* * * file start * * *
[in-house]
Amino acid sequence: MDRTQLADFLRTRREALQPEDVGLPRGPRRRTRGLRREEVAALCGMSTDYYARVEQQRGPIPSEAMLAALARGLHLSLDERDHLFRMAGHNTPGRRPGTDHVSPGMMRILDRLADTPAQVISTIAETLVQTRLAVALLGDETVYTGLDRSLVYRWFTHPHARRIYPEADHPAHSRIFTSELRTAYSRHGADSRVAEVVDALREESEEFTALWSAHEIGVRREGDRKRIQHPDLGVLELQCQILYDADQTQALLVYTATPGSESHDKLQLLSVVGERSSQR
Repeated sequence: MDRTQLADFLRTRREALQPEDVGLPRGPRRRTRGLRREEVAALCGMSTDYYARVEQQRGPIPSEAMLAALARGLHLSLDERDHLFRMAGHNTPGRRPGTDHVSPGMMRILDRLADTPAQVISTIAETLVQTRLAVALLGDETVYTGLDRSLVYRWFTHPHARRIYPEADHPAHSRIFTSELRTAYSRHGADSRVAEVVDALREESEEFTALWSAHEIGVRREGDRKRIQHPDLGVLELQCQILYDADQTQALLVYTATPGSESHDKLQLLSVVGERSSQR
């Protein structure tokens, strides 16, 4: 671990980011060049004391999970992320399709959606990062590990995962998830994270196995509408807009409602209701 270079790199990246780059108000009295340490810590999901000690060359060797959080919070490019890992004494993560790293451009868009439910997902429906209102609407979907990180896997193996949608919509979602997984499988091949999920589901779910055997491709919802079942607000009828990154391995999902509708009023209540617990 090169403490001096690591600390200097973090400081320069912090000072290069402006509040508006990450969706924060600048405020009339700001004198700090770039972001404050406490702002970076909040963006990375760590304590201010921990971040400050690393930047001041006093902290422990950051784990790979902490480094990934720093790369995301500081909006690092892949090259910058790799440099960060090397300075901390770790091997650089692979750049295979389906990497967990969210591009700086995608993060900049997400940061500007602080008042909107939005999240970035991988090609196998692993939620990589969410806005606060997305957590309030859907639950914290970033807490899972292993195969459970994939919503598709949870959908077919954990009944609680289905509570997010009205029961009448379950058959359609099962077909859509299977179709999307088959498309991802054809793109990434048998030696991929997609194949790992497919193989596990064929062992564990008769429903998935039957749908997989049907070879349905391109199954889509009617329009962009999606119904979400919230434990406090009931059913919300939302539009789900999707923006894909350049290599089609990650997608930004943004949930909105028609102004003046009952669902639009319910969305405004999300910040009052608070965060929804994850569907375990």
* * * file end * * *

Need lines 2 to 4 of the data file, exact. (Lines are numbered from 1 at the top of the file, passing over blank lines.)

Amino acid sequence: MDRTQLADFLRTRREALQPEDVGLPRGPRRRTRGLRREEVAALCGMSTDYYARVEQQRGPIPSEAMLAALARGLHLSLDERDHLFRMAGHNTPGRRPGTDHVSPGMMRILDRLADTPAQVISTIAETLVQTRLAVALLGDETVYTGLDRSLVYRWFTHPHARRIYPEADHPAHSRIFTSELRTAYSRHGADSRVAEVVDALREESEEFTALWSAHEIGVRREGDRKRIQHPDLGVLELQCQILYDADQTQALLVYTATPGSESHDKLQLLSVVGERSSQR
Repeated sequence: MDRTQLADFLRTRREALQPEDVGLPRGPRRRTRGLRREEVAALCGMSTDYYARVEQQRGPIPSEAMLAALARGLHLSLDERDHLFRMAGHNTPGRRPGTDHVSPGMMRILDRLADTPAQVISTIAETLVQTRLAVALLGDETVYTGLDRSLVYRWFTHPHARRIYPEADHPAHSRIFTSELRTAYSRHGADSRVAEVVDALREESEEFTALWSAHEIGVRREGDRKRIQHPDLGVLELQCQILYDADQTQALLVYTATPGSESHDKLQLLSVVGERSSQR
């Protein structure tokens, strides 16, 4: 671990980011060049004391999970992320399709959606990062590990995962998830994270196995509408807009409602209701 270079790199990246780059108000009295340490810590999901000690060359060797959080919070490019890992004494993560790293451009868009439910997902429906209102609407979907990180896997193996949608919509979602997984499988091949999920589901779910055997491709919802079942607000009828990154391995999902509708009023209540617990 090169403490001096690591600390200097973090400081320069912090000072290069402006509040508006990450969706924060600048405020009339700001004198700090770039972001404050406490702002970076909040963006990375760590304590201010921990971040400050690393930047001041006093902290422990950051784990790979902490480094990934720093790369995301500081909006690092892949090259910058790799440099960060090397300075901390770790091997650089692979750049295979389906990497967990969210591009700086995608993060900049997400940061500007602080008042909107939005999240970035991988090609196998692993939620990589969410806005606060997305957590309030859907639950914290970033807490899972292993195969459970994939919503598709949870959908077919954990009944609680289905509570997010009205029961009448379950058959359609099962077909859509299977179709999307088959498309991802054809793109990434048998030696991929997609194949790992497919193989596990064929062992564990008769429903998935039957749908997989049907070879349905391109199954889509009617329009962009999606119904979400919230434990406090009931059913919300939302539009789900999707923006894909350049290599089609990650997608930004943004949930909105028609102004003046009952669902639009319910969305405004999300910040009052608070965060929804994850569907375990």